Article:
Such is life in the land of Whackadoomious. Prior to writing the very first bipolar memoir, I had labored valiantly to keep my mental illness under cover, hidden from the pitchfork-wielding town folk who welcome the mentally ill with the same enthusiasm they shower on seven-year locusts. Going public as a bipolar bear gave me what I call “confession Tourette’s” – I went from “lips are sealed” to bipolar blabbermouth.

Essentially, I wanted to educate the public as much as possible and, I dared, even defied, any of them to look down on me. I had a big, fat surly attitude back then. In time, I actually came to a point where I condescended to square shooters because I believed – without mental illness as a teacher – their life experience was, quite frankly, inadequate in comparison to mine.

But that’s just me. For every passive-aggressive exhibitionist nursing a grudge, feeding a habit, and putting a resentment to bed, there are 100 nice, quiet Whackadoomians who would prefer to recover and strive towards mental health in quiet anonymity and fuzzy slippers.

I would like to make it clear that I do not condemn this stealth, but, and this is a big but, (stop that), I will say that – if you want to change minds, spank stigma, and educate the not-so-great unwashed – and I know you do – the best way to do it is by example.

Make yourself a teacher, a model, and show them that folks like us are – candidly – just like them. To paraphrase Hemingway, “Living well is the best revenge.” To paraphrase Napoleon, “Revenge is a dish best served cold.” Finally, to paraphrase Taz Mopula, “Since you’re going to be jealous anyway, you may as well be jealous of yourself.”

Action Ideas for Mental Illness Awareness

As you know, I’m a practical – problem/solution – kind of guy. So, here are a few action items that could kick-start the knowledge building process.

1. Annual Mental Illness Memorial Day Telethon – Hosted by Charlie Sheen

2. Mental Illness Trading Cards containing profiles of famous mentally ill people in history.

3. “Halfway Home” – a board game based on Monopoly in which players take turns trying to escape from a Halfway House so they can return their dysfunctional families.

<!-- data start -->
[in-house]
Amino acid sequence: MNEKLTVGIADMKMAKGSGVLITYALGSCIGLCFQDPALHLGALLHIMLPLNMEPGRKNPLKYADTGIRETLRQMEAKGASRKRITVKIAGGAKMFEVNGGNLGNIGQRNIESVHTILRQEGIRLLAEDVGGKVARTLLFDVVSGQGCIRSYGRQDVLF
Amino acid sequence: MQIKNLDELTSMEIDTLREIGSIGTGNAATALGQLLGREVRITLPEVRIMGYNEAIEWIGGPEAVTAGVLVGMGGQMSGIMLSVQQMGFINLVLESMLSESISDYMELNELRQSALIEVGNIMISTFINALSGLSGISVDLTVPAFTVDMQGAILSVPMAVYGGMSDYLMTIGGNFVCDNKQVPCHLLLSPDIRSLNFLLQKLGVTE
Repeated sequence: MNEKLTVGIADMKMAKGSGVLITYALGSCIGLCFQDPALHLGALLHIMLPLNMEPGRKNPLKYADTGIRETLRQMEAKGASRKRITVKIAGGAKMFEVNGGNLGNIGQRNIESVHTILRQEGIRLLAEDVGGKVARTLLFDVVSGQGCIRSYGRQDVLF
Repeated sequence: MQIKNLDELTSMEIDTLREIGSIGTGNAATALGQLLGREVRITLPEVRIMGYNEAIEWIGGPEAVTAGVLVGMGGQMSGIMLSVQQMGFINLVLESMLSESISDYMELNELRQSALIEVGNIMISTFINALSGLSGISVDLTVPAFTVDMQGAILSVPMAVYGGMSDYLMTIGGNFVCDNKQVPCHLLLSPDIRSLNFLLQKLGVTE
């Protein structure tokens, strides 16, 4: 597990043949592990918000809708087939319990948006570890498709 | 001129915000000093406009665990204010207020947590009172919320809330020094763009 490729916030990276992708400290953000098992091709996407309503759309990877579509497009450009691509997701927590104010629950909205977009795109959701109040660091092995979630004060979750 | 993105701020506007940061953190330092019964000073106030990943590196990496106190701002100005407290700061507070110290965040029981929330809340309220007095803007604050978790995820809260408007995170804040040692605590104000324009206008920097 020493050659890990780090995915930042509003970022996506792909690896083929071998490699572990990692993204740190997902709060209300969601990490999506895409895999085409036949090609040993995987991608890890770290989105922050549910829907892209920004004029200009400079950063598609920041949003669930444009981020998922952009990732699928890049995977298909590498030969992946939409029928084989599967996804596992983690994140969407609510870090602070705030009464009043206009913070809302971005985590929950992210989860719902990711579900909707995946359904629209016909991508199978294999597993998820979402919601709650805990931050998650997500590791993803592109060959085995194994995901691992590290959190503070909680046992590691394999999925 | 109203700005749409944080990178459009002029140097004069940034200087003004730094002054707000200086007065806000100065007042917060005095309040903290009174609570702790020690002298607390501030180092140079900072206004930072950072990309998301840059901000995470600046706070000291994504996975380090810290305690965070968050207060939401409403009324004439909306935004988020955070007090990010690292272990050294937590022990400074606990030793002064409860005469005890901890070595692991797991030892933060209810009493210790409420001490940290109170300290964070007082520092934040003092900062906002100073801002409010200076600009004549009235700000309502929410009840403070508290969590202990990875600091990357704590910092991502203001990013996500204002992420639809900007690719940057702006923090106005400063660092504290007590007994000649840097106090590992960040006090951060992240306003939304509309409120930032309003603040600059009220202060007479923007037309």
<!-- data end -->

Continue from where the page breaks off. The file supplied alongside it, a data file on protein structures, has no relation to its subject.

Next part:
4. America’s Got Illness! In this homage to American Idol, mentally ill contestants would answer questions and disturbed celebrity judges would try to guess their disease.

As good as these ideas are, I’m still going with suggestion number one. Make the stigma-waving public watch as you rise from the ashes and enjoy a life that is better than theirs. If they learn a thing or two, great. If they don’t, the main thing is – you’re doing just fine without them.

Sociology Of Mental Illness

insane immigrants

Recently, the Party Planning Committee at Chumley Fortesque Memorial Community College invited me to deliver my bread and butter lecture, “Why You So Messed Up, Man?” I accepted.

A bright-eyed assemblage of students still clutching desperately onto the concept of upward mobility, and several inebriated janitors ducking responsibilities, filled the dingy lunchroom, which had been hastily rearranged to serve as an auditorium. I gave it my best.

When I was through, an eager audience member asked the now-familiar question which seems to hound me wherever I go, as if I had just escaped from Leavenworth.

“Mr. McHarg,” he ventured, “why are there so many mentally ill people in the United States? Where do they come from?”

By now, I am accustomed to this question, although still appalled by what its mere existence says about our educational system. And so, in measured tones masking my impatience and disappointment, I began what has become the canned response.

“America,” I gazed beyond the tops of my reading glasses for effect, fairly oozing disingenuous gravitas, “is a nation built on immigration. We are all familiar with how, fleeing starvation brought about by the potato famine, destitute Irish families landed on our rugged shores in search of work.

“Our forefathers themselves fled religious persecution and sarcastic remarks. Soon the Italians arrived because it became obvious that there needed to be a pizza parlor on every corner; the fledgling nation was being unified by a love of freedom, ambition, and a hearty appetite for pepperoni.

“Then came the great Whackadoomian Emigration of double-ought, where mentally ill individuals throughout the world packed their meager belongings into imaginary suitcases and swam toward Lady Liberty’s beacon – treading water during the day when the beacon was unlit. In America they hoped to find the chance to be unhinged in a way that was marketable, which led ultimately to reality TV. Quietly, in small communities throughout the land, they built pockets of whackadoomiousness, and flourished.